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Cosmological gas-dynamics: Simulations of the Lyman-alpha forest

James Wright Wadsley

Doctor of Philosophy 1998
Graduate Department of Astronomy, University of Toronto

Quasar absorption spectra provide the best probe of the state of the gaseous universe at high redshifts. Lyman-α absorption lines map out hydrogen gas structures ranging from tenuous filaments (forest lines) to galaxies (damped absorbers). These are naturally occurring features in hierarchical structure formation theories and well described by the cosmic web picture. A fast non-periodic hydrodynamical N-body code, Tree-P 3M-SPH, was developed and extensively tested. Simulations were performed for the standard cold dark matter cosmological model and the hot-cold, open and vacuum extensions. Artificial spectra were generated and fit as observed spectra are, with an automated Voigt profile line fitter, allowing a direct confrontation of theory with data. Both high resolution and the inclusion of large-scale effects are shown to be essential. These competing aims are satisfied here with many simulations of small patches of the universe and the accurate inclusion of long waves and tides. Mean shear is identified as the critical parameter describing the patches. The results are combined into a representative sample using the theory of Gaussian random fields. The advantages of constrained field initial conditions for high resolution structure formation studies are demonstrated. The cosmological models studied differ in power spectrum shape, amplitude and dark matter abundances. After rescaling the ultraviolet flux, each model fits the observed flux depression and line column density distribution in detail. Non-local measures, such as two point functions, would better reflect the highly visible differences between the models. The range of ultra-violet fluxes required falls within the broad observational constraints. Changing the ultra-violet flux history is found to have a measurable impact on the gas temperatures only at high densities. The mini-halo picture of absorbers is confirmed; at redshift z = 3, the dominant absorbers are dwarf galaxies for neutral hydrogen columns NHI∼1015-1017cm -2 and filamentary gas below NHI∼1015cm-2. Insufficient numerical resolution is shown to suppress or remove the dwarf galaxies. The time evolution, helium absorption, line width versus column density and line width distributions match the observations well for cosmological models with similar fluctuation amplitudes on small scales.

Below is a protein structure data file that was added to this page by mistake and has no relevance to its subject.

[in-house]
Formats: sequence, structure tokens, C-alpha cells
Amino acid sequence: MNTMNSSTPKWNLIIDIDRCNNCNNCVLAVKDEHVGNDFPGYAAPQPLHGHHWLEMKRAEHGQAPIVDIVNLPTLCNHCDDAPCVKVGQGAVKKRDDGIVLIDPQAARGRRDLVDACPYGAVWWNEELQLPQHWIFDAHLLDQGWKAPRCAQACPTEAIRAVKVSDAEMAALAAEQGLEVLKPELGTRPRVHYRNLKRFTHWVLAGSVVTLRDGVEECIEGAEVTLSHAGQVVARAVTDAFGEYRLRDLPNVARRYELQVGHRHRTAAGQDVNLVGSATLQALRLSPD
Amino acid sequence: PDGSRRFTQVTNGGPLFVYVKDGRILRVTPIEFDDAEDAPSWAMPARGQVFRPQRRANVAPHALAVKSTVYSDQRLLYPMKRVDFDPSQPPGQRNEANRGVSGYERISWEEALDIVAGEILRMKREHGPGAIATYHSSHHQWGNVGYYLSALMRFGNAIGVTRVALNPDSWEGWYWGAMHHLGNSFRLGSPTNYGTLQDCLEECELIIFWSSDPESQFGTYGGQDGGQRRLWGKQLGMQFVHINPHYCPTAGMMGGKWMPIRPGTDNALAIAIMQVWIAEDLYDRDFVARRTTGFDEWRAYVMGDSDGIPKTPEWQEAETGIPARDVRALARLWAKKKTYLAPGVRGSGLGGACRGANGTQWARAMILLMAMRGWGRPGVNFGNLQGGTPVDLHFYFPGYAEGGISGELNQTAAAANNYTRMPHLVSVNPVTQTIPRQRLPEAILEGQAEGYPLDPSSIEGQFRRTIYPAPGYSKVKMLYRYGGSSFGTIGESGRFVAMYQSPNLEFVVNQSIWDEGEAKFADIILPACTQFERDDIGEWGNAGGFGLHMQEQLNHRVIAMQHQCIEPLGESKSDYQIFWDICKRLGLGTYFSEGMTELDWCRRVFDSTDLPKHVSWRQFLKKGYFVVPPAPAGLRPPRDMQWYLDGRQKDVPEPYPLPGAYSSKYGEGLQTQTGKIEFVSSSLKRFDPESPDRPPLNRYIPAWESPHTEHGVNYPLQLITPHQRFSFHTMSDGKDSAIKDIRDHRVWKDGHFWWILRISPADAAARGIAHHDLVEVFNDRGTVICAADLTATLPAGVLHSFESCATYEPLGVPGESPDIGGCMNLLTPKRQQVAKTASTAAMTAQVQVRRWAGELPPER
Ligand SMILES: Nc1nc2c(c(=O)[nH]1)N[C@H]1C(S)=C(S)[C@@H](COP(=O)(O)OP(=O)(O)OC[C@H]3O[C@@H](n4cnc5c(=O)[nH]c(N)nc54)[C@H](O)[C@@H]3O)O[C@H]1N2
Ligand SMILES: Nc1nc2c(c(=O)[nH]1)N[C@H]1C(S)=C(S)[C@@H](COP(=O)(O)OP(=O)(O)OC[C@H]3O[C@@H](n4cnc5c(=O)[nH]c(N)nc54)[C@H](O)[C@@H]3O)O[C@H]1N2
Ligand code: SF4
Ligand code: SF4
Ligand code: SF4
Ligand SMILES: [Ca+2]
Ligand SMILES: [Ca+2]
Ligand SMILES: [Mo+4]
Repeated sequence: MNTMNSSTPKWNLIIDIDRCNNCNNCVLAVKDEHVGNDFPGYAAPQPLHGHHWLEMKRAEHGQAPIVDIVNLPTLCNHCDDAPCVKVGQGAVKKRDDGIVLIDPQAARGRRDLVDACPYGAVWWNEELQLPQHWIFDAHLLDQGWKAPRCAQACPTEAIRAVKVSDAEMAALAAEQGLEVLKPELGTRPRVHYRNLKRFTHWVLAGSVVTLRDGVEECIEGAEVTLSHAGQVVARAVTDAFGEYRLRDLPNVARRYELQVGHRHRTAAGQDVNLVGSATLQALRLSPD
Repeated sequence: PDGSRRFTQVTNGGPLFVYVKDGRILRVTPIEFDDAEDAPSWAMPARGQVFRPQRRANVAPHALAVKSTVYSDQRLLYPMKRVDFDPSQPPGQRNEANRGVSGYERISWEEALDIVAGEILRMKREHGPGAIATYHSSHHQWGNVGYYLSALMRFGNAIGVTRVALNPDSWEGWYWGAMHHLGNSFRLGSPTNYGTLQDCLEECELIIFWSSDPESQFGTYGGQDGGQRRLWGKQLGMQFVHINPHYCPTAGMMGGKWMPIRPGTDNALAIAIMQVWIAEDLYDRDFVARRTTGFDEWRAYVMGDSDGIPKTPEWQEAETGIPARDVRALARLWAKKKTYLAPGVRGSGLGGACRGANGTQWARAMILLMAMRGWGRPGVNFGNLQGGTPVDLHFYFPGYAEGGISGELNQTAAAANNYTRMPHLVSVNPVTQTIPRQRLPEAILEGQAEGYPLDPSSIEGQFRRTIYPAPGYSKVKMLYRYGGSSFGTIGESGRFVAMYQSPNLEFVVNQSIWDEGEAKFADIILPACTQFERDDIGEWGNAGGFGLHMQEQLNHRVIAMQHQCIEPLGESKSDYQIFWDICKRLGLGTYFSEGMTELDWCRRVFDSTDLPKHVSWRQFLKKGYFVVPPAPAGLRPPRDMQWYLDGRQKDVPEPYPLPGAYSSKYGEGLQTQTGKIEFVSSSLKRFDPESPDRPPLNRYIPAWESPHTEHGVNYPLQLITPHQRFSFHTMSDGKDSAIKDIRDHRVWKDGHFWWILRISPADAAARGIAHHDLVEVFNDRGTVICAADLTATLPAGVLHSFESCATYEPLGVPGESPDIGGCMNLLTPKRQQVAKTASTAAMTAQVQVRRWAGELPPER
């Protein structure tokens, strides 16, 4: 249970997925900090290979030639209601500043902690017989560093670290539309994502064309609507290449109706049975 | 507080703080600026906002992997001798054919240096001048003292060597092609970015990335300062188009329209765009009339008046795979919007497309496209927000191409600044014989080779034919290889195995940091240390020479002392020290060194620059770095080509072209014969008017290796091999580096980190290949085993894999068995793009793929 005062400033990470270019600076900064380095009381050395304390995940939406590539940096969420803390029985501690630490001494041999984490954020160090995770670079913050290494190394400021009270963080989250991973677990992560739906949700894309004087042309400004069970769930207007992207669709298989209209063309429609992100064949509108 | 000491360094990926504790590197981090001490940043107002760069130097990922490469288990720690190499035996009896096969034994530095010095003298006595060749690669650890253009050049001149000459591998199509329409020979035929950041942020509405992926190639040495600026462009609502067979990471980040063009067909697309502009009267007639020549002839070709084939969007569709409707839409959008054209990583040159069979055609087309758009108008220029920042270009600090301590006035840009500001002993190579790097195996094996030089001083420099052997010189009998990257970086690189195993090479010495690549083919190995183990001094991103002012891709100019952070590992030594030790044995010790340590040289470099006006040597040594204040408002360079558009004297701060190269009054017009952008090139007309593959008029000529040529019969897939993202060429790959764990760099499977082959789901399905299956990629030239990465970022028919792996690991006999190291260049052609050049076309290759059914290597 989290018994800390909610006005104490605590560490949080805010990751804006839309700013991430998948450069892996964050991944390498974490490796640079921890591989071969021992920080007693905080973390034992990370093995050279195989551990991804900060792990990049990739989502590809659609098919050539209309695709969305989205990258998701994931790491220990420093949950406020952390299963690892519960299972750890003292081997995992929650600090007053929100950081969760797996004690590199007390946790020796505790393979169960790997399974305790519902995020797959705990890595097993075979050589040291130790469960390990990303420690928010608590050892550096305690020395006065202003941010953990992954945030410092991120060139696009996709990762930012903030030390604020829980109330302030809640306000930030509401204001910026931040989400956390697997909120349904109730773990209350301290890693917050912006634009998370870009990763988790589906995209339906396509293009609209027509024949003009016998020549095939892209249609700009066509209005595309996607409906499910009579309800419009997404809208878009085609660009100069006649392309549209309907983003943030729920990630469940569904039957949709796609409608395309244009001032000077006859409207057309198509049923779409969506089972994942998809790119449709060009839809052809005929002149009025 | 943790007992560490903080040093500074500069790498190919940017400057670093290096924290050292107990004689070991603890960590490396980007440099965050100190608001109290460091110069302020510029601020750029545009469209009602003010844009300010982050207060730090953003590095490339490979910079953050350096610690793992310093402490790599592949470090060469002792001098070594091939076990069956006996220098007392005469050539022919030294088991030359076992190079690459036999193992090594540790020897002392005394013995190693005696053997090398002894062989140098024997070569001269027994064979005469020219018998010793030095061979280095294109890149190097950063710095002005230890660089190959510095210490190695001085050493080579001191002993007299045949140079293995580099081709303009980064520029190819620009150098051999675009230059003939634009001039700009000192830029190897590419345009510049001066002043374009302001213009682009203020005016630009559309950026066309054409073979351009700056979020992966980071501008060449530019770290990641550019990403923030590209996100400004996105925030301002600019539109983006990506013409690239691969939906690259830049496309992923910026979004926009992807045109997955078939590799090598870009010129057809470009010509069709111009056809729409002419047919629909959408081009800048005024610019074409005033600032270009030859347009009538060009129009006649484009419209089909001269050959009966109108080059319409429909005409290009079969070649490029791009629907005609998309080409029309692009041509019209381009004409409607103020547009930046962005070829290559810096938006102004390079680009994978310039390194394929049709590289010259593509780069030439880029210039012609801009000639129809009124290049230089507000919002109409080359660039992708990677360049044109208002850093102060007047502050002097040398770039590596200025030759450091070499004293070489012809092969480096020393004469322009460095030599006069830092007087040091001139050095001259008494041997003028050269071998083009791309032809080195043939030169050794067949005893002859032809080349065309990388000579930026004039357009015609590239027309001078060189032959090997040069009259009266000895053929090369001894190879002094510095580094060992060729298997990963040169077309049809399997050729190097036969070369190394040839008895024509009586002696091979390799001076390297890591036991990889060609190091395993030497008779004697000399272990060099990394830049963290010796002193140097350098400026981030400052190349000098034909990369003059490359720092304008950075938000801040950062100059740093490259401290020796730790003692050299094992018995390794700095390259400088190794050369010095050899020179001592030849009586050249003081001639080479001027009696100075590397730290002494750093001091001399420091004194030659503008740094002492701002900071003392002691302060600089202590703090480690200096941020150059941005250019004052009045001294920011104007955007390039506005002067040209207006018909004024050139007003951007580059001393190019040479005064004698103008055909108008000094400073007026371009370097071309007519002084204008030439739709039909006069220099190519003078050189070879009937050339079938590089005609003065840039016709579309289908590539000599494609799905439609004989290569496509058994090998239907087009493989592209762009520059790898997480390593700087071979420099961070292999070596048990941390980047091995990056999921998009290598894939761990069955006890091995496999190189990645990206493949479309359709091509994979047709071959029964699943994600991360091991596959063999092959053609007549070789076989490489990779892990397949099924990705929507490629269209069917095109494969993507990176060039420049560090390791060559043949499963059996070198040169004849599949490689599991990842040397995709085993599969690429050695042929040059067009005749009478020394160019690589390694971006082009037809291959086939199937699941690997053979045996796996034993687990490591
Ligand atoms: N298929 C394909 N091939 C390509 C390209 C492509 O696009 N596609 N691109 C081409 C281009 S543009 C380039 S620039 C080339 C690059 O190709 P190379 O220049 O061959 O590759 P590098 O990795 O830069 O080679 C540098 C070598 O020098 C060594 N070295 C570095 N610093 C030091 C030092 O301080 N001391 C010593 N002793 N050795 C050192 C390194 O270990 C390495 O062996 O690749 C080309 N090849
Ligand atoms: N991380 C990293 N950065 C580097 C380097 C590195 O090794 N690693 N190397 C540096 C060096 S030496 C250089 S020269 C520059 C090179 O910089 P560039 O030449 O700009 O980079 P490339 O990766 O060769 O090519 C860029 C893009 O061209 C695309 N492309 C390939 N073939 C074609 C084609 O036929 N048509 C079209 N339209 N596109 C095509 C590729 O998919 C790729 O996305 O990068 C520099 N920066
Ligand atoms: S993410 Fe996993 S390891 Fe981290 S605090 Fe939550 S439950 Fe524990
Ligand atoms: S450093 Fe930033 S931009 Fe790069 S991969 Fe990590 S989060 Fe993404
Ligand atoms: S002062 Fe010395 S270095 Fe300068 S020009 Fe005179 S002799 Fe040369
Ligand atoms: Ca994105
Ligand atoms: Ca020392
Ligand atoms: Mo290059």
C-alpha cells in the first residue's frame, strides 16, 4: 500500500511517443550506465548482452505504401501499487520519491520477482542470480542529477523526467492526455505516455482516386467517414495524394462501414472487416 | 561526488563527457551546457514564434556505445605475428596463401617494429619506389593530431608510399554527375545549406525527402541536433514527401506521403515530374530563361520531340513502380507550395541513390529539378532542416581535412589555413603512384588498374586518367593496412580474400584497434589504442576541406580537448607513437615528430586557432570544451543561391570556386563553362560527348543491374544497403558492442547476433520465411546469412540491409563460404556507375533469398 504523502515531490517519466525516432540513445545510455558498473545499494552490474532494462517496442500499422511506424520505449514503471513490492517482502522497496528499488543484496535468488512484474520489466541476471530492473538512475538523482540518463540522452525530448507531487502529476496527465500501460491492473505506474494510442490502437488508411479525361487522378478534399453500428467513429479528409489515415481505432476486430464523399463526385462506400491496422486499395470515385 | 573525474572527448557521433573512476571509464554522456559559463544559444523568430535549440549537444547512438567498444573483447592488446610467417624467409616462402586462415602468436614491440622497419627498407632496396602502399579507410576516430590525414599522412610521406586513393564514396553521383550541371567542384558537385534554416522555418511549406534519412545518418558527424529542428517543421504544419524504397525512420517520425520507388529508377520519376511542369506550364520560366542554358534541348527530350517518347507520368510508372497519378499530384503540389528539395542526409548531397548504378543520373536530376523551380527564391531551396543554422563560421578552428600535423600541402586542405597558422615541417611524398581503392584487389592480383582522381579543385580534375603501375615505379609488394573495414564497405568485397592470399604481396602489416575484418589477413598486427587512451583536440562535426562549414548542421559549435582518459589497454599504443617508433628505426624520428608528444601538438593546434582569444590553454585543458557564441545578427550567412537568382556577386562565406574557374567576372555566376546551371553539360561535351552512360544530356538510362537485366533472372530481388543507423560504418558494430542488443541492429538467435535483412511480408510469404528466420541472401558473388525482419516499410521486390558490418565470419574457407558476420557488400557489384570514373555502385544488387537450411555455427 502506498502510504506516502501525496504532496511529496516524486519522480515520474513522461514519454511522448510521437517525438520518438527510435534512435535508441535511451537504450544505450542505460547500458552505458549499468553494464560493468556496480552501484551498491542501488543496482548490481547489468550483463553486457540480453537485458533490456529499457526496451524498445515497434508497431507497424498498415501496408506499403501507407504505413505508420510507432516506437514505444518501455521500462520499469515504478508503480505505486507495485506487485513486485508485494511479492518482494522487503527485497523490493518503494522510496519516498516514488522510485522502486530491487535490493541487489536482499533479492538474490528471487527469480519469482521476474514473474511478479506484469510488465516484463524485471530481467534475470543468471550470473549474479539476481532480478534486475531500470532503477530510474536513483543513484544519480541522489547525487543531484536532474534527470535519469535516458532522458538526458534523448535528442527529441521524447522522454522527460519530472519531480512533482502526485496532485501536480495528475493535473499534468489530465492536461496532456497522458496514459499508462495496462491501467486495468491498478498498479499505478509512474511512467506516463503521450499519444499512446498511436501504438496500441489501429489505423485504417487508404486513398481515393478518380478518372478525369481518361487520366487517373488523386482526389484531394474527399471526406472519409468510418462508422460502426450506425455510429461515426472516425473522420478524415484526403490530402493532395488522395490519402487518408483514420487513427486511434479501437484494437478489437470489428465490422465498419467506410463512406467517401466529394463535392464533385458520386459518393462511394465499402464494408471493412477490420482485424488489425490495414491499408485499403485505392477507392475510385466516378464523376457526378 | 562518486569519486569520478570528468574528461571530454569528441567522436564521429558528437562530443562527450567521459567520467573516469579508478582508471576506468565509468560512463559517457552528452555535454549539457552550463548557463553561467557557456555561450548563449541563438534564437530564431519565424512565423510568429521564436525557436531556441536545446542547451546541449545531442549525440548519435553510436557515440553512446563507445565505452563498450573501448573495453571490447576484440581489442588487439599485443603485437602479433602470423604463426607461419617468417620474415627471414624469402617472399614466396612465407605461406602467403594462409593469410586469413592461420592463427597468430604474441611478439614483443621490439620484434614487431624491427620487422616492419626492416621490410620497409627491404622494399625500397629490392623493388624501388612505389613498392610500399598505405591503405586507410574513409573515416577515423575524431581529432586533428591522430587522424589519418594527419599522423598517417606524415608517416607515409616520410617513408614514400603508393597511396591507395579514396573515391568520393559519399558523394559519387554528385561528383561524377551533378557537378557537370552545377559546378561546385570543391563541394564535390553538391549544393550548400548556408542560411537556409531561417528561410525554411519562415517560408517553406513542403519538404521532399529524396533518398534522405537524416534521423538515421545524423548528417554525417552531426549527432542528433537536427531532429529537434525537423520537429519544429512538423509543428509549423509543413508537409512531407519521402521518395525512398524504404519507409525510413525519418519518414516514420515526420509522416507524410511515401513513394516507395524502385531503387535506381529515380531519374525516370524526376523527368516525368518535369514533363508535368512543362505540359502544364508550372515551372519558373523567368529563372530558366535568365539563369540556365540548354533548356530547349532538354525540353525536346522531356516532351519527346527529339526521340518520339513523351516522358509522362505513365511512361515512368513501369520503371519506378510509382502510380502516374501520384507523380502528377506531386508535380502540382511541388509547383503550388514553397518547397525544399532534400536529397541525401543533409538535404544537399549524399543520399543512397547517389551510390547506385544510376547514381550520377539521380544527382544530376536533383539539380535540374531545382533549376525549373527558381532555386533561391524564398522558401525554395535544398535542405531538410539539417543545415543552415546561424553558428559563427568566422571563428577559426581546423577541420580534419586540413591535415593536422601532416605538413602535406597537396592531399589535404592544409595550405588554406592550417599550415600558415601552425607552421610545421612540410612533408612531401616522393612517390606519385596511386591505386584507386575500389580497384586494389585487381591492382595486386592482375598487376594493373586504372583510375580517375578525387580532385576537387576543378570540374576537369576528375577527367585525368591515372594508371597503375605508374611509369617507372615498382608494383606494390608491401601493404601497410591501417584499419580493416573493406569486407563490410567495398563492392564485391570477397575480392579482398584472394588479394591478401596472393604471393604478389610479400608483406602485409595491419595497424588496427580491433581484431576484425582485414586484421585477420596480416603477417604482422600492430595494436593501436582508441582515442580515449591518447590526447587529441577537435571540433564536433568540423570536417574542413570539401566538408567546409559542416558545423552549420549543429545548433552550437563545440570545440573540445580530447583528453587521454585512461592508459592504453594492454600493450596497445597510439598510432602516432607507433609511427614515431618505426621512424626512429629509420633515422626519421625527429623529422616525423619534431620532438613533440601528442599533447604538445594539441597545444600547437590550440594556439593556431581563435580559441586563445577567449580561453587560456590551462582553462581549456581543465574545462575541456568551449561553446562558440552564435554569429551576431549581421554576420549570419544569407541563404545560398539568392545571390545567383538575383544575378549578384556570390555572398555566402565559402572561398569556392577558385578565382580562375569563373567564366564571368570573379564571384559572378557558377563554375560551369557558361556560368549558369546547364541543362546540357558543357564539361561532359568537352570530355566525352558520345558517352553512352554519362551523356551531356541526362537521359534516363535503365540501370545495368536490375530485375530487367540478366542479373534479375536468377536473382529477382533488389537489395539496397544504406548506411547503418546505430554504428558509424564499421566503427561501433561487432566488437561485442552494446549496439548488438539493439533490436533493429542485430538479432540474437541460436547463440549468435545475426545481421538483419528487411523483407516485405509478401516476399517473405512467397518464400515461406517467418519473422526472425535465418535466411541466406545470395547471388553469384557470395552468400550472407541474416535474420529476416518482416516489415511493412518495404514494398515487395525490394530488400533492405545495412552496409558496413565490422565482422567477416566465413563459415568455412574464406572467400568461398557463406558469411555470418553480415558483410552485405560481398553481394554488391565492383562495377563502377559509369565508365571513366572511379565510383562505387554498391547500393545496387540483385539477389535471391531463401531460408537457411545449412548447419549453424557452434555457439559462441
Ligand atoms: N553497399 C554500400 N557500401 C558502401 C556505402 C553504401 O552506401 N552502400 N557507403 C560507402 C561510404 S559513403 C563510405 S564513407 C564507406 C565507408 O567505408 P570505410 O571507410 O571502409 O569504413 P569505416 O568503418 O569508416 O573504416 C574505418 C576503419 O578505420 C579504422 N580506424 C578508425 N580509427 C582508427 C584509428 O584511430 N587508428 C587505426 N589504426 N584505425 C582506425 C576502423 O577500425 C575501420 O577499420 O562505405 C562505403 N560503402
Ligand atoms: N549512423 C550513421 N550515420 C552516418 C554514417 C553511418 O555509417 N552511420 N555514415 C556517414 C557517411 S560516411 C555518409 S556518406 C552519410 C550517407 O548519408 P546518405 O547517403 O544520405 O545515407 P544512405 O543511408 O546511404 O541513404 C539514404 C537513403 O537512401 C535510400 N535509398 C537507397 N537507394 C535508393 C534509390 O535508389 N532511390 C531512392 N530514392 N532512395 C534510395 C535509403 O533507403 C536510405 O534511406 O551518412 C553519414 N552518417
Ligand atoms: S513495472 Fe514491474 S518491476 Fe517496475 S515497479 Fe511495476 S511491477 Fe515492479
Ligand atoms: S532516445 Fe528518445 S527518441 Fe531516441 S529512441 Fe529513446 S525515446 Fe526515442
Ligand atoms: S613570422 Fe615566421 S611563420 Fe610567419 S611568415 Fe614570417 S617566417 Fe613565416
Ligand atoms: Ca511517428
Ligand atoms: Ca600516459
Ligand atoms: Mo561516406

Reproduced by Marlene Cummins library@astro.utoronto.ca
September 19 2002